Sanjida Kay’s all-consuming new psychological thriller, One Year Later, follows the extended Flowers family from Somerset to Bristol to Italy as they confront decades of trauma and abuse.
The Bristol writer, and author of The Stolen Child and My Mother’s Secret, talks family, loyalty and plotting ahead of the book’s release.
One Year Later examines how a family tries to come to terms with several traumatic events, particularly the tragic death of a young child. What drew you to this subject matter?
When you have young children, you spend a lot of time trying to keep them safe and as a parent, I can’t imagine anything worse than losing a child. I know people survive and may eventually heal, or at least, are able to get on with their lives, but I can’t imagine being able to.
So I was interested in starting a thriller where such a terrible event, that we’re probably all terrified of, has already happened before the story begins. The entire family are reeling and grief-stricken and in a vulnerable place after Ruby-May’s death. Of course, because it’s a psychological thriller, there are more twists and turns to follow, but I wanted to explore the impact of this tragedy, particularly on members of the family who are not allowed to grieve the way they need to. For instance, Ruby-May’s brother and sister don’t fully understand what has happened to her. Ruby-May’s uncle, Nick, is childless, and I don’t think society allows young men like him to express their emotions, as if pain can be measured on some scale and grief is allotted accordingly.
It also demonstrates the lengths family members will go to in order to protect each other. How important is that aspect of the novel to you?
The novel is about emotional abuse, how the cycle remains unbroken from one generation to the next unless someone actively stops it; it’s about how one tiny mistake can have ramifications down the generations. At the same time, families, even flawed ones, love each other and have a loyalty towards one another. That makes it hard to speak out about abuse, but it also means that they can also be fiercely protective of each other – and will protect each other’s secrets whether that’s the right thing to do or not.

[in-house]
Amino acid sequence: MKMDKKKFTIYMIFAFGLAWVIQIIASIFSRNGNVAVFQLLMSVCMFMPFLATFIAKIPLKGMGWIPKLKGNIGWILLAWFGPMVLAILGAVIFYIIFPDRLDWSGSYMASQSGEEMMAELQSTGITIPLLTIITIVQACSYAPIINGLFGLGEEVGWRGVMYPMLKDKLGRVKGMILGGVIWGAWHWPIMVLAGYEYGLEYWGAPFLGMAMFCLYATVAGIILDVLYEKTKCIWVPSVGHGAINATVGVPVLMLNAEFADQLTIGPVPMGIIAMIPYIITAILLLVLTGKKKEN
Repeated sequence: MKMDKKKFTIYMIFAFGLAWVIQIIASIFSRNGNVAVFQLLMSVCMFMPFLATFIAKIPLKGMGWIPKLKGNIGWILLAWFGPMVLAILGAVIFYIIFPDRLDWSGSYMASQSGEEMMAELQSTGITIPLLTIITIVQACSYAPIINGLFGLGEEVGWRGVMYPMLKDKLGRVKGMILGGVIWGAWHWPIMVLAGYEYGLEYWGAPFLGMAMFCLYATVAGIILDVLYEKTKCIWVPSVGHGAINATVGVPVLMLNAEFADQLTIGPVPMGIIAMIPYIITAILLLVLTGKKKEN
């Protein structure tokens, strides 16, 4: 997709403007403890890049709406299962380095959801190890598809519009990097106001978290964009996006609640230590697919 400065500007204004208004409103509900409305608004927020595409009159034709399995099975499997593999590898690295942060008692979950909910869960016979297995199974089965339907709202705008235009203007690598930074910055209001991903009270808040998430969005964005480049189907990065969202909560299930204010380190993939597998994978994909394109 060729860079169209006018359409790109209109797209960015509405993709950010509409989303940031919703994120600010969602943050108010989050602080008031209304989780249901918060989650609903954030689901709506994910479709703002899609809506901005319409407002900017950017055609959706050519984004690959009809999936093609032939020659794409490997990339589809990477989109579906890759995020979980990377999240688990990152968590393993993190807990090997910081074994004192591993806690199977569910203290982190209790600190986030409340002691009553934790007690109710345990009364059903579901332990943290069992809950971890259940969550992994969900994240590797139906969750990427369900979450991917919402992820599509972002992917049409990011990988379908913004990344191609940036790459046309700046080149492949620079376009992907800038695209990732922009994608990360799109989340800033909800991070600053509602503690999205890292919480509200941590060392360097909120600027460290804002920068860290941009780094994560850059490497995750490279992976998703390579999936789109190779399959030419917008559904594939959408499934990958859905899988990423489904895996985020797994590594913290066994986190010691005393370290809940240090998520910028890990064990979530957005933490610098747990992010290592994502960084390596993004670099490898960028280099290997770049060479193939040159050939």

The novel features many characters who play a major role. How did you approach writing the frequent multi-character scenes, and the dialogue in particular?
One Year Later was definitely a challenging novel to write! There’s a cast of ten characters who are in one holiday house on a tiny island off the coast of Italy for most of the book. I had to constantly think about who was where, even in terms of the geography of the house (or the beach!), as well as who knew whose secret at any point in the novel! One character, the child minder, Luca, is Italian; another is a TV presenter, the father is an academic, so they all needed to have distinct dialogue, whilst the family share a common ability to banter and remember (or mis-remember?!) their childhood.
There are several key revelations in the novel. Did you plan these moments very precisely before you started writing the novel or did their timing become clearer during the writing process?
It was such a complex novel to write because of the number of characters and because it’s not a straight-forward who-dunnit but relies on revelations from the past, who was really responsible for Ruby-May’s death and what is going on in the holiday house in Italy. I did plot it very carefully: I used index card to write all the events on and then shuffled them about it until I felt the plot was in the right order. I still ended up doing an edit where I shuffled the scenes about a bit more – I kept changing my mind about when to make the family leave the Italian island and what to reveal when they got home to Bristol.
Bristol is a significant presence in One Year Later. How much did knowing the city so well help you to write the book?
The middle section of the book is set on an Italian island with a beautiful beach, delicious food and various family members wielding knives inappropriately. It’s book-ended (see what I did there?!) with Bristol, where the Flowers family lives. I love Bristol and have lived there for years. Knowing the city so well gave me the inspiration for some of the scenes. For instance, there’s a tragi-comic scene where Matt and Nick go fishing in Eastville Park in order to avoid their grief about Ruby-May and even walk past a piece of graffiti that really exists.
Sanjida Kay’s new novel, One Year Later, will be published on August 1. For more information, visit https://atlantic-books.co.uk/book/one-year-later/
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